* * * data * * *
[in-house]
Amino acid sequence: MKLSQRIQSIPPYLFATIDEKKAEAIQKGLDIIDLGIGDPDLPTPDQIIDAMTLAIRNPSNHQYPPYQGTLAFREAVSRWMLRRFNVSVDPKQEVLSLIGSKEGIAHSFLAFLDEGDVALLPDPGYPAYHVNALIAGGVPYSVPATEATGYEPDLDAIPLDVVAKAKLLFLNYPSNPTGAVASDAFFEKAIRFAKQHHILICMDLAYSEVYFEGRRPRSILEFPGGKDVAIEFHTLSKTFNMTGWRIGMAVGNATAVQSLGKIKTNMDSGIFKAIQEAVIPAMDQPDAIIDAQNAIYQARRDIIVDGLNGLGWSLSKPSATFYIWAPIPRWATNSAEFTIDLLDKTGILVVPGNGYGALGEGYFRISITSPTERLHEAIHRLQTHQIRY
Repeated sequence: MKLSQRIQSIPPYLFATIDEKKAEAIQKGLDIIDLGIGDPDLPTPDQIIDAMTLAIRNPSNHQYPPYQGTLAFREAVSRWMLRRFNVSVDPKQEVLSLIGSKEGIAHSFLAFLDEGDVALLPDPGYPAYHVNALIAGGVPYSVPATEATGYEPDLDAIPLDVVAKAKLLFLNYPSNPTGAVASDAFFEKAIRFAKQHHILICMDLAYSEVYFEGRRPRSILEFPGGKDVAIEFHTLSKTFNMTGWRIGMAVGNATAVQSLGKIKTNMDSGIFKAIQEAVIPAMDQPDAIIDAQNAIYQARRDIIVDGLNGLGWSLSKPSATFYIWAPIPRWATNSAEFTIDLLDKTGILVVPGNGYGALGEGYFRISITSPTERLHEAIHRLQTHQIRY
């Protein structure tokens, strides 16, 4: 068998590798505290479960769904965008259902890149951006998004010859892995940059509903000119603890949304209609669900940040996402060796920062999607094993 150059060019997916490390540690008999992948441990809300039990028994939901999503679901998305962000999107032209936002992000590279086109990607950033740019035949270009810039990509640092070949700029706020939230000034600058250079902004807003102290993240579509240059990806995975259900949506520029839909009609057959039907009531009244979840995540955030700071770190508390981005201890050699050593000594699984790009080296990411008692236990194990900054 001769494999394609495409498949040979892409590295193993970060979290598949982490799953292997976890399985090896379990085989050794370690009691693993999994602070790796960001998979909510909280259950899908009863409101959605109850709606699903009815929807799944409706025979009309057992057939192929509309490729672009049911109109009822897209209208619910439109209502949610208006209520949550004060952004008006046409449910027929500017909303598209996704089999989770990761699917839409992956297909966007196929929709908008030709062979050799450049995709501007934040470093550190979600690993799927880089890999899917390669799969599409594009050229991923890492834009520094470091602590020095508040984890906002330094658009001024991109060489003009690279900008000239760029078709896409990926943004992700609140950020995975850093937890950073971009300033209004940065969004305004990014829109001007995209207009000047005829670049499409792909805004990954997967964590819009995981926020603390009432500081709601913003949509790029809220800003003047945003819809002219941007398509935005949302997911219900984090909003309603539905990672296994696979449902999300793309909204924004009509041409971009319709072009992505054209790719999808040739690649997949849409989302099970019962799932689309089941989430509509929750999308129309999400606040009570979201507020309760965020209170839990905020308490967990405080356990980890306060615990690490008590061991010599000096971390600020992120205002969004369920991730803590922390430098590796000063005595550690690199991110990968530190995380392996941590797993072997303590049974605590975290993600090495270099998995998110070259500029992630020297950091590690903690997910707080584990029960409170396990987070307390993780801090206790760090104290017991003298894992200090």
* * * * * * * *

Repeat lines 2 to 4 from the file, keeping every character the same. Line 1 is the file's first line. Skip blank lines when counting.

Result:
Amino acid sequence: MKLSQRIQSIPPYLFATIDEKKAEAIQKGLDIIDLGIGDPDLPTPDQIIDAMTLAIRNPSNHQYPPYQGTLAFREAVSRWMLRRFNVSVDPKQEVLSLIGSKEGIAHSFLAFLDEGDVALLPDPGYPAYHVNALIAGGVPYSVPATEATGYEPDLDAIPLDVVAKAKLLFLNYPSNPTGAVASDAFFEKAIRFAKQHHILICMDLAYSEVYFEGRRPRSILEFPGGKDVAIEFHTLSKTFNMTGWRIGMAVGNATAVQSLGKIKTNMDSGIFKAIQEAVIPAMDQPDAIIDAQNAIYQARRDIIVDGLNGLGWSLSKPSATFYIWAPIPRWATNSAEFTIDLLDKTGILVVPGNGYGALGEGYFRISITSPTERLHEAIHRLQTHQIRY
Repeated sequence: MKLSQRIQSIPPYLFATIDEKKAEAIQKGLDIIDLGIGDPDLPTPDQIIDAMTLAIRNPSNHQYPPYQGTLAFREAVSRWMLRRFNVSVDPKQEVLSLIGSKEGIAHSFLAFLDEGDVALLPDPGYPAYHVNALIAGGVPYSVPATEATGYEPDLDAIPLDVVAKAKLLFLNYPSNPTGAVASDAFFEKAIRFAKQHHILICMDLAYSEVYFEGRRPRSILEFPGGKDVAIEFHTLSKTFNMTGWRIGMAVGNATAVQSLGKIKTNMDSGIFKAIQEAVIPAMDQPDAIIDAQNAIYQARRDIIVDGLNGLGWSLSKPSATFYIWAPIPRWATNSAEFTIDLLDKTGILVVPGNGYGALGEGYFRISITSPTERLHEAIHRLQTHQIRY
């Protein structure tokens, strides 16, 4: 068998590798505290479960769904965008259902890149951006998004010859892995940059509903000119603890949304209609669900940040996402060796920062999607094993 150059060019997916490390540690008999992948441990809300039990028994939901999503679901998305962000999107032209936002992000590279086109990607950033740019035949270009810039990509640092070949700029706020939230000034600058250079902004807003102290993240579509240059990806995975259900949506520029839909009609057959039907009531009244979840995540955030700071770190508390981005201890050699050593000594699984790009080296990411008692236990194990900054 001769494999394609495409498949040979892409590295193993970060979290598949982490799953292997976890399985090896379990085989050794370690009691693993999994602070790796960001998979909510909280259950899908009863409101959605109850709606699903009815929807799944409706025979009309057992057939192929509309490729672009049911109109009822897209209208619910439109209502949610208006209520949550004060952004008006046409449910027929500017909303598209996704089999989770990761699917839409992956297909966007196929929709908008030709062979050799450049995709501007934040470093550190979600690993799927880089890999899917390669799969599409594009050229991923890492834009520094470091602590020095508040984890906002330094658009001024991109060489003009690279900008000239760029078709896409990926943004992700609140950020995975850093937890950073971009300033209004940065969004305004990014829109001007995209207009000047005829670049499409792909805004990954997967964590819009995981926020603390009432500081709601913003949509790029809220800003003047945003819809002219941007398509935005949302997911219900984090909003309603539905990672296994696979449902999300793309909204924004009509041409971009319709072009992505054209790719999808040739690649997949849409989302099970019962799932689309089941989430509509929750999308129309999400606040009570979201507020309760965020209170839990905020308490967990405080356990980890306060615990690490008590061991010599000096971390600020992120205002969004369920991730803590922390430098590796000063005595550690690199991110990968530190995380392996941590797993072997303590049974605590975290993600090495270099998995998110070259500029992630020297950091590690903690997910707080584990029960409170396990987070307390993780801090206790760090104290017991003298894992200090």